Rabid golf fans won't need a wakeup call Sunday morning, not with Tiger Woods hunting for his 15th major championship during a once-in-a-lifetime breakfast from Augusta.
Woods might, though.
He plans to wake up between 3:45 and 4 a.m. "to get the mind going and the body ready."
A Sunday Masters unlike any other follows the lowest collective scoring day in Masters history, with the field shooting 80-under par. Tony Finau, Webb Simpson and Patrick Cantlay all feasted on the ideal conditions, shooting 8-under 64s.
Sunday's action will get rolling at 6:30 a.m. CDT, with players grouped in threesomes, rather than pairs, and going off on both the first and 10th tees.
With the potential for severe weather rolling in Sunday afternoon, Augusta National officials decided to take drastic measures. Like the ban on cellphones, nothing here is done halfway.
CBS' coverage will begin at 8 a.m., 20 minutes before the leaders tee off in potentially flag-flapping conditions.
That final group is loaded with talent and intrigue:
– Reigning British Open champion Francesco Molinari has a two-shot lead at 13-under after saving par at 18 with a brilliant bunker blast. A Molinari victory would be something special for the "Fluff" Cowans and Danny Noonans of the world. In 2006 at age 23, Molinari came to Augusta National to caddie for brother Edoardo, who was paired with Woods.
"He was not that much older than me, but he was the absolute idol for many of us – he was Michael Jordan," Molinari told Golf.com.
– The 29-year-old Finau calls Woods his "golfing idol ... a huge inspiration." The first tournament he ever watched was Woods' breakthrough event, the 1997 Masters. Although the long hitter from Salt Lake City has the proper reverence for his fellow-swooshed star, he will not be in awe Sunday.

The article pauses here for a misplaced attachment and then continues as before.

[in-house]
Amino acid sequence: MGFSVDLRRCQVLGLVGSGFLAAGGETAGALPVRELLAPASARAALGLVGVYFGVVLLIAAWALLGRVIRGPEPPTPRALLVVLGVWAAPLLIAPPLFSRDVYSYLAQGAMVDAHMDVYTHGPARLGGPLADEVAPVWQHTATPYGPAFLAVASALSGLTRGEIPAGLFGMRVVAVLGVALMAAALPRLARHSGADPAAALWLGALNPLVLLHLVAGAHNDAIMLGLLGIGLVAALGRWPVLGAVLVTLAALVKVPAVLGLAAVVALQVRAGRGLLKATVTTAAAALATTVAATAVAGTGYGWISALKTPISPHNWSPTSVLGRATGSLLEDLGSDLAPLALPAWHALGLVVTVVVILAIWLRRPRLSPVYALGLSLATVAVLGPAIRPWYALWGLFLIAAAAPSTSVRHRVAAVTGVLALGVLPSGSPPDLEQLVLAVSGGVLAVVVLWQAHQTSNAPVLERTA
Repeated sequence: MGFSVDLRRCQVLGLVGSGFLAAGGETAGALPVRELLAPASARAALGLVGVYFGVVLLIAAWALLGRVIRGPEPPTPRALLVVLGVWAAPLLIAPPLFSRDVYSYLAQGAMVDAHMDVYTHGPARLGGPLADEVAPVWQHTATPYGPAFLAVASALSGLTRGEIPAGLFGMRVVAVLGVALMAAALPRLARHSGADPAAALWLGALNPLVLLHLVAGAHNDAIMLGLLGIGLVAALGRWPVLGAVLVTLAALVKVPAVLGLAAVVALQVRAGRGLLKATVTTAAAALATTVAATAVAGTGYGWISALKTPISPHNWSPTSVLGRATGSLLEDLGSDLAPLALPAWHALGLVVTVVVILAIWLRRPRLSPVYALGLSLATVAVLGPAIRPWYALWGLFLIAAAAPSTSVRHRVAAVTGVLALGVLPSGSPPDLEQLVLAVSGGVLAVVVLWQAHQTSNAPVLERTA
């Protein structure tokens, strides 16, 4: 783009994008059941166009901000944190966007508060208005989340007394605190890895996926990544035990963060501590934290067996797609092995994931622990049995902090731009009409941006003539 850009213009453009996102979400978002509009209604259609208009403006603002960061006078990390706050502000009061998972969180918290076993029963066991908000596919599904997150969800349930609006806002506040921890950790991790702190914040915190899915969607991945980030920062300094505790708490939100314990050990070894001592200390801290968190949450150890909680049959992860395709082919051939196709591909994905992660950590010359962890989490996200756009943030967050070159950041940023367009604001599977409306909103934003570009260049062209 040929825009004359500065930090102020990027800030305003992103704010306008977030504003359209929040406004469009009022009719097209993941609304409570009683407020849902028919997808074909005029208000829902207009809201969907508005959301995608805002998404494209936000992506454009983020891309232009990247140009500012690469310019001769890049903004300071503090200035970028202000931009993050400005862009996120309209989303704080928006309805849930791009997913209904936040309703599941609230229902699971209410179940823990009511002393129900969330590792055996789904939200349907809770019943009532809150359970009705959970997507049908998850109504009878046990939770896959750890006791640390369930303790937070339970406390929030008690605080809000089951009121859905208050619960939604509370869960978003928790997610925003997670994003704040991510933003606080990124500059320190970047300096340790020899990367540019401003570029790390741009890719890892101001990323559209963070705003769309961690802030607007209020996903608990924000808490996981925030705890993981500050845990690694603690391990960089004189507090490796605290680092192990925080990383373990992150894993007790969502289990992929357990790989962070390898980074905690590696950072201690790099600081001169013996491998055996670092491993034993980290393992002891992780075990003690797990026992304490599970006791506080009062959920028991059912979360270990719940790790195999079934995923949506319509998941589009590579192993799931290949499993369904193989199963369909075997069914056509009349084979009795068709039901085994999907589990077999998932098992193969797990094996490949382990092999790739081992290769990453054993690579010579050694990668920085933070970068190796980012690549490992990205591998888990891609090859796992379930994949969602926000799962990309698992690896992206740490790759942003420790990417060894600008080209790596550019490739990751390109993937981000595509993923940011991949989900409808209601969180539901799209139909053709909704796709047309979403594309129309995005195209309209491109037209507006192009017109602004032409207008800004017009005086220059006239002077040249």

"The way I look at it, Tiger taught us how to compete," he said. "Meaning, you shouldn't cheer for anybody. We're the aftermath, if you will, of the Tiger effect. The way he dominated, he was scared of nobody."
Finau, who is of Tongan and Samoan descent, never has finished better than fifth in a major, at the 2018 U.S. Open at Shinnecock. The early start means his nerves will not have much time to fester.
"Last year at Shinnecock felt like the longest day of my life – and I still hadn't teed off," he said. "But I'm going to have to play good golf no matter what time I play."
– And then there is Woods, who has not won a major since 2008. Brooks Koepka, one shot back at 10-under, has three major victories since 2017.
Woods mixed in brilliant ball-striking with a bit of luck Saturday. He hooked his tee shot on No. 13, barking "get through!"
The ball kicked safely into the first cut, allowing him to lay up and hit a dynamite wedge from 72 yards to 6 feet. He also striped his tee shot on the par-3 16th, earning a massive roar, a birdie and a spot in the final group.
"Usually the reward for playing hard and doing all the things correctly is a nice little (Sunday) sleep-in," Woods said. "But that's not going to be the case. It will be interesting with threesomes. And if the wind comes up like it's forecast – 15-20 miles an hour – this golf course will be testy. You've got to be committed to hit the proper shots."
Woods' body was so wrecked by a combined eight back and knee surgeries, he was an afterthought in majors as recently as two years ago. After a DUI arrest in 2017, friends merely hoped he could rebound as a functioning adult.
And yet here he is.
Asked if he's immune to pressure, Woods said no.
"The day I don't feel pressure," he said, "is the day I quit. I always thought that if you care about something, you're going to feel pressure. That hasn't changed."